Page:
For the past 10 years – indeed, from its inception – Molecular & Cellular Proteomics, the American Society for Biochemistry and Molecular Biology’s only home-grown journal, has enjoyed an almost unique leadership position in the development of its field and the role that proteomics is playing in helping unravel the mysteries of biological systems.
Proteomics, which in general terms involves using unbiased methodology to look at proteins and the entities with which they interact as ensembles (or unfractionated mixtures) rather than as individual molecules, clearly began to emerge in the ’70s. The introduction of key mass spectrometric and array technologies greatly accelerated its development and the availability of genomic information aided it immensely. These enablers came rapidly to a head in the ’90s, and thus the launch of MCP in the summer of 2001 was timely in helping usher in the era of proteomics.
As with any paradigm shift – and proteomics clearly qualifies for such a designation (1) – there were exaggerated hopes, promises and predictions for breakthroughs that would materially change our understanding of human biology and improve our existence and well-being. Not surprisingly, much of this has not come to pass, and proteomics has not yet proved to be quite the panacea that was predicted, for example, in revolutionizing the practice of human medicine.
But to focus on these apparent shortcomings is looking through a glass darkly and ignores the very considerable successes that have occurred. Among other major advances, we now appreciate the extent to which virtually all proteins interact with multiple partners and the fact that protein post-translational modifications are orders of magnitude more extensive than we ever realized. Such significant shifts in basic biological concepts rarely have occurred as quickly as those of the past several years and would not have been possible without proteomic technology. Practical applications also have not been neglected.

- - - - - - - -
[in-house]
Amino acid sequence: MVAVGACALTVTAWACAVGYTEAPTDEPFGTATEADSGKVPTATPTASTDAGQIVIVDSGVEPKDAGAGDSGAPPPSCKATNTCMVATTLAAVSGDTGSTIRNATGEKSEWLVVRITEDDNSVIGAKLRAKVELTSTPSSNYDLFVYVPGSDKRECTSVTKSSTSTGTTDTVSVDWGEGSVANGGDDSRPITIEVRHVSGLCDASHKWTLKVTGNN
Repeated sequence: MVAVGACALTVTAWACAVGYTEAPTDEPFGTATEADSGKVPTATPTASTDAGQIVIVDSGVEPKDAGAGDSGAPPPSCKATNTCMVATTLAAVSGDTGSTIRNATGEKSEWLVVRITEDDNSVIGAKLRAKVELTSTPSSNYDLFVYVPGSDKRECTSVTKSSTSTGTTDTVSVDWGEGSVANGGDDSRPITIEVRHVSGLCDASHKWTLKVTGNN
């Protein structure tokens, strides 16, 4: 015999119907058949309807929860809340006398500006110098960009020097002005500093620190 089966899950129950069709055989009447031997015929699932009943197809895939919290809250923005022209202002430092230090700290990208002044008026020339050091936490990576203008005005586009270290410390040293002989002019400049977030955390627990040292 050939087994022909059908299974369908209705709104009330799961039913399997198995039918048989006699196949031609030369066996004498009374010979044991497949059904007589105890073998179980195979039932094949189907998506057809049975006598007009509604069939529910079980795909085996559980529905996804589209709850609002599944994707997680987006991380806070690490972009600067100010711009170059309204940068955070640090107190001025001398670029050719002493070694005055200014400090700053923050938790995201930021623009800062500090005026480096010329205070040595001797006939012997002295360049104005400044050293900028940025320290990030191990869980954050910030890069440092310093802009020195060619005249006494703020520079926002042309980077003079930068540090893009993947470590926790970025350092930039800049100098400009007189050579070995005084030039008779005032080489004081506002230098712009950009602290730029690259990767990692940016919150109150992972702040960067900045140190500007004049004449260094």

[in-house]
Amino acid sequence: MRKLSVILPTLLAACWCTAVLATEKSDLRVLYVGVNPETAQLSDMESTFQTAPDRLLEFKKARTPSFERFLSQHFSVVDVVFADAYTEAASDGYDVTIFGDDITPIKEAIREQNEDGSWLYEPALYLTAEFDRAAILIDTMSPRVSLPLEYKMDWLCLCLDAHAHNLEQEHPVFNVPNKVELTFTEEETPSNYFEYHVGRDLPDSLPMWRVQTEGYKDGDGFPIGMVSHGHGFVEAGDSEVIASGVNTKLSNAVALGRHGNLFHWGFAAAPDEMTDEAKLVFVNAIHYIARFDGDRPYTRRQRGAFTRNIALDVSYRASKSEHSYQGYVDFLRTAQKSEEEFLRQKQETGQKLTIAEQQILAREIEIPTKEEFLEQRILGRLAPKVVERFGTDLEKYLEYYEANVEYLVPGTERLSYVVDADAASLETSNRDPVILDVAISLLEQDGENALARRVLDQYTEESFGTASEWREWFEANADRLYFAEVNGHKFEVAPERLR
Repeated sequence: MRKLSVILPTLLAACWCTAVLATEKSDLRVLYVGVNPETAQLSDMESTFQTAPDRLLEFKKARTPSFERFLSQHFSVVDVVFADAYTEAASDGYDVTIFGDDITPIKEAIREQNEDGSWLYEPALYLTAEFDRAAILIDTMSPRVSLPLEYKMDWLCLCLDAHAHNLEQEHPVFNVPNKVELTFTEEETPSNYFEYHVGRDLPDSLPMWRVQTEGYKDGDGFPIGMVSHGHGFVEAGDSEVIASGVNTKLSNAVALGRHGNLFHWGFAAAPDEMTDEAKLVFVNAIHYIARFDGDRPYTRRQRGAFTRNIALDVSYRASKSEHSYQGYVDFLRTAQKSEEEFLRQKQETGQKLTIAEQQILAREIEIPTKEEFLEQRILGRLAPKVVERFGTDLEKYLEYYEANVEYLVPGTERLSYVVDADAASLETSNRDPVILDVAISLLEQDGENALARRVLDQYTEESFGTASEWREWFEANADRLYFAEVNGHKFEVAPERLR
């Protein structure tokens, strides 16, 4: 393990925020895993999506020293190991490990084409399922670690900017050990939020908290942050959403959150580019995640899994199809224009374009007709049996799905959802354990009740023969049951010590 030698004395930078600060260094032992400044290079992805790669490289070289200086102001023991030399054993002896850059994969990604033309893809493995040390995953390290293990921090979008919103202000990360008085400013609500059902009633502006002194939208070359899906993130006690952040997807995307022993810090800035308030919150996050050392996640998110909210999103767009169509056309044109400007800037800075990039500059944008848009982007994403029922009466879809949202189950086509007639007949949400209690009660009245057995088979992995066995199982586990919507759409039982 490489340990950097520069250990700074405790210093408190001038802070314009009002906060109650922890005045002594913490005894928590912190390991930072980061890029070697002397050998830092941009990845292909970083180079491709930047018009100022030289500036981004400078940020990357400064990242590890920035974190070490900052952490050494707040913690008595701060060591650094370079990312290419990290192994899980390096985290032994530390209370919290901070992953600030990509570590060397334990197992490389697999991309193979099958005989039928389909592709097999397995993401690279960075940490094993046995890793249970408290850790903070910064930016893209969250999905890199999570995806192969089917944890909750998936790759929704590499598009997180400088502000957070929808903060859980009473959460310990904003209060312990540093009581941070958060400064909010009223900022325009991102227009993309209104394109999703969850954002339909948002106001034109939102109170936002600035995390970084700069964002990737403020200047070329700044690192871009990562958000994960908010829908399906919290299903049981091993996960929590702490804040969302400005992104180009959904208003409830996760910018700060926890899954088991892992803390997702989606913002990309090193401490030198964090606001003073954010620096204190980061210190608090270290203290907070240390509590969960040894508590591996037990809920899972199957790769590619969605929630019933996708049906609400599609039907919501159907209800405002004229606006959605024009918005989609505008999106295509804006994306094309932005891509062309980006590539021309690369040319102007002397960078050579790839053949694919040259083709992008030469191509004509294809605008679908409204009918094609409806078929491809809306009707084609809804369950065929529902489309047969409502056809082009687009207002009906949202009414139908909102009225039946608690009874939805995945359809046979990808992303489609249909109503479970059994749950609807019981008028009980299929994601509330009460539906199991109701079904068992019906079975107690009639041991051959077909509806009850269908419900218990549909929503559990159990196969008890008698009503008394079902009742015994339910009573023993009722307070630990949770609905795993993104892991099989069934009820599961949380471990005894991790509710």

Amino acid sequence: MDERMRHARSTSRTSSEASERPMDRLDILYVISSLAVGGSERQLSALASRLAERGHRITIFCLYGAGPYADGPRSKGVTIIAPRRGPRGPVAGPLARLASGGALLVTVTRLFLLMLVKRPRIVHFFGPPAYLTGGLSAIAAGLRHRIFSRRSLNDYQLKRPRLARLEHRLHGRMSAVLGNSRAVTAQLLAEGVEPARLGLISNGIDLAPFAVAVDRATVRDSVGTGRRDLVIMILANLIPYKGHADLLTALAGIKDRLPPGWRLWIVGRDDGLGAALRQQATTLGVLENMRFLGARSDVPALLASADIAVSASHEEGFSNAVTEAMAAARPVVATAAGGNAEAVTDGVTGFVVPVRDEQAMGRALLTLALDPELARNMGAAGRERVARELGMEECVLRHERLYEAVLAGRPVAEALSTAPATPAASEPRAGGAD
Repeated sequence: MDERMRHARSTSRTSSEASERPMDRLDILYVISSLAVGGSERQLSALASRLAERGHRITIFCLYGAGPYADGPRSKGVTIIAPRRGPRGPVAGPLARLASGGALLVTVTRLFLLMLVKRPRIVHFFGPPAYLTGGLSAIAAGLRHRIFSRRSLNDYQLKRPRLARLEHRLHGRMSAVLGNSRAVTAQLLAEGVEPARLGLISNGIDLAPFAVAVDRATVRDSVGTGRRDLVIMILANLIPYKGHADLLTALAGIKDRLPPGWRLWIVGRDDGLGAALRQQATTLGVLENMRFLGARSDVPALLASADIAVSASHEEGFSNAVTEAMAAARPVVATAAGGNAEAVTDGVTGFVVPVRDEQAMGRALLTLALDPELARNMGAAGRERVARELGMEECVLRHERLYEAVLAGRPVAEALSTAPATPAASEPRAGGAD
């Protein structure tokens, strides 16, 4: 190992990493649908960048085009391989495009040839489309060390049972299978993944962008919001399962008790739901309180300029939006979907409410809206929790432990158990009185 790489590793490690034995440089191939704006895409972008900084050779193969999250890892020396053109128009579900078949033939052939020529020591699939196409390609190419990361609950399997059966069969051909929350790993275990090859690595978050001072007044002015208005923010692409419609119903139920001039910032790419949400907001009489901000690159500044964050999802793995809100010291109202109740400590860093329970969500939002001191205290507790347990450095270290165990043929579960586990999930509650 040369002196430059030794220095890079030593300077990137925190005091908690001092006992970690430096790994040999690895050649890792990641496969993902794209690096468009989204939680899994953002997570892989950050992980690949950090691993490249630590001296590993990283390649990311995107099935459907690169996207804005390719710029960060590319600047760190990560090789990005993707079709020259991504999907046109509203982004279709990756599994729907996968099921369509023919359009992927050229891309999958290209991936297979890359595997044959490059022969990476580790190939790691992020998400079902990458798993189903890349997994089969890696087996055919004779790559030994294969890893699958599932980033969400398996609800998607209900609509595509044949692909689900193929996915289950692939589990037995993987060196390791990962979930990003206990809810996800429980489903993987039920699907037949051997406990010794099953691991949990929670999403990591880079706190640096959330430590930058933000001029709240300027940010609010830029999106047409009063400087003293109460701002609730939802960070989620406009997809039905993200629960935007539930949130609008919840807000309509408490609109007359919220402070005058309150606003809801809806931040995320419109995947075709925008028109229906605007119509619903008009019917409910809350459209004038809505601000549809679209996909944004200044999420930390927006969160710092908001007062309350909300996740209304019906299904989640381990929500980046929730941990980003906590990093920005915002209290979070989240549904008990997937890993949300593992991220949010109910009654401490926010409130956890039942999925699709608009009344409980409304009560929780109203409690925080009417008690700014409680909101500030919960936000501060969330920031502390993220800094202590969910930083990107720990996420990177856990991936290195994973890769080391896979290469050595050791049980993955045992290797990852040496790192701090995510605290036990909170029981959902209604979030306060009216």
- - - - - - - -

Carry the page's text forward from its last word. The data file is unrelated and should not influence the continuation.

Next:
Detractors of proteomics are wont to point out that very few new diagnostics have come out of proteomic biomarker identification analyses. While that is true, it is more a failure of germane research and development programs than proteomics. Indeed, literally thousands of biomarkers have been reported for a host of pathologies (and many of these in MCP), but they await validation before they can reach the marketplace.
Validation, however, is not the role or job of proteomics, and proteomics should not be blamed for the painfully slow movement of potential therapeutics and diagnostics through the pipeline. It is far too early to know what the long-term contributions of proteomics will be, but it is a very pessimistic individual who does not think that those contributions will be considerable.
MCP was founded on the principle that it would be proactive in advancing this exciting field, and it has been good to its promise. From the outset, it focused on the quality of data submitted to it and over several years developed guidelines for reporting peptide and protein identifications using mass spectrometry and clinically relevant data to insure that this information was correct and reproducible. Both guidelines are viewed widely as the standards in the field.